There are times when, looking out over my garden, I do wonder if it really is worth all the work that goes into it.
Yes, when I am relaxing on the patio on a pleasant afternoon … I wish! … admiring the fruits of our labours and contemplating the beauty and bewildering variety of plant life, I can overlook the hard graft that made this possible. But when I am gazing forlornly at my grass … and regular readers know that I have a stretch of grass in front of my house and a drying green to the rear, with nothing resembling a lawn anywhere … I do sometimes wonder dejectedly why I have spent another summer vainly trying to eradicate the mosses and common lawn weeds, vainly striving to improve the quality and quantity of the grass and vainly attempting to make the front grass assume some slight resemblance to a lawn.
At such times, I am wont to contemplate the ravages of the years, to wonder whether I should employ a suitable contractor to dig up all the existing grass and refurbish the front and back areas completely with new, quality turf. I look, too, at a couple of trees which are now fully forty years old … not, I know, old by the standards of many species of tree … and, frankly, well past the prime time of their particular species; and I think that I really must get a tree surgeon in to remove them. And I contemplate the rather overgrown, unkempt and shapeless forms which some of my forty-plus-year-old shrubs have adopted, despite my best efforts to maintain them.
Then, in a bid to cheer myself up, I visit an area of my garden which cannot be seen from the house and which, this year, was the beneficiary of my gardening guru’s principle of regarding the garden as being like a house, made up of separate but interlinked rooms, one of which should be completely redecorated every year, much … even all … of the existing planting removed and a new planting scheme devised and implemented. Here the ground is carpeted with still-attractive pine bark; the shrubs are young and shapely; the nearby fence is recently-painted; and the whole ‘room’ is vibrant and exciting. Heartened, I return to some of the other ‘rooms’, speculating on which one Alison … our guru … will identify as most in need of redecoration next year. Will it be this area to the east of the house, or that to the south? Might she suggest that the present grass has outlived its usefulness and should be dug up and discarded in favour of young turf? Will she choose to remove these shrubs or those shrubs? And what plantings might she suggest? - for I bow to her store of horticultural wisdom, acquired by many years of skilled tuition and hard graft.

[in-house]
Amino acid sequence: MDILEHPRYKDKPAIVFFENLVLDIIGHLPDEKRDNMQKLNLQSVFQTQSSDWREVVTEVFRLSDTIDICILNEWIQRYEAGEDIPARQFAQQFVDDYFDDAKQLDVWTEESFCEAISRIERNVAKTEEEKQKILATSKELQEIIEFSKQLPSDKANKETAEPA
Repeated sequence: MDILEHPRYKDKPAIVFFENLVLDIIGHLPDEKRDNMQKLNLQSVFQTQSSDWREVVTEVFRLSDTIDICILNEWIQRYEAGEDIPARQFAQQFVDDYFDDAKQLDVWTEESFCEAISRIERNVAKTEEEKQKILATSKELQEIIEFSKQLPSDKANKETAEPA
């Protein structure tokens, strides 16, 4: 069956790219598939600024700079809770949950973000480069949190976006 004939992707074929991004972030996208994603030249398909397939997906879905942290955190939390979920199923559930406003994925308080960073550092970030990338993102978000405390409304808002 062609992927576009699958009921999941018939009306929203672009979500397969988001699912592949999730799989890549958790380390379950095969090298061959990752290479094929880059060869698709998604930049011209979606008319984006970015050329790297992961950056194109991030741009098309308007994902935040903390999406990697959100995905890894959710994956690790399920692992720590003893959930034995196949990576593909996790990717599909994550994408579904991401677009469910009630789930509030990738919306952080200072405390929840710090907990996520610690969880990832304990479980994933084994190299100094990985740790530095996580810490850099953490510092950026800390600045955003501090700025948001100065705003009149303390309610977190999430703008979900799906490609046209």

But harsh reality rears its ugly head. I am a year older than I was at this time last year, a year less supple, a year achier. My muscles have not their one-time strength or my back its former ability to bend and straighten innumerable times in a single afternoon. Nor is my will to work well beyond the limits of pleasure as determined as it once was. It will be just a shade harder for me to maintain my garden next year: but I am not yet ready to give in and rely on the services of a by-the-hour jobbing gardener … although there has to be a distinct possibility that, by the time the spring arrives, I may have reconsidered this stance, even if it is to do no more than bring a gardener in to undertake some of the hardest tasks. For the terrible truth has dawned; even as I consider the removal and replacement of some plants which have been my friends in the garden for many years, primarily on the grounds of their age and loss of attractiveness, there is one living presence whose replacement I have not considered; the oldest living thing in my garden is … me! Now there’s a sobering thought.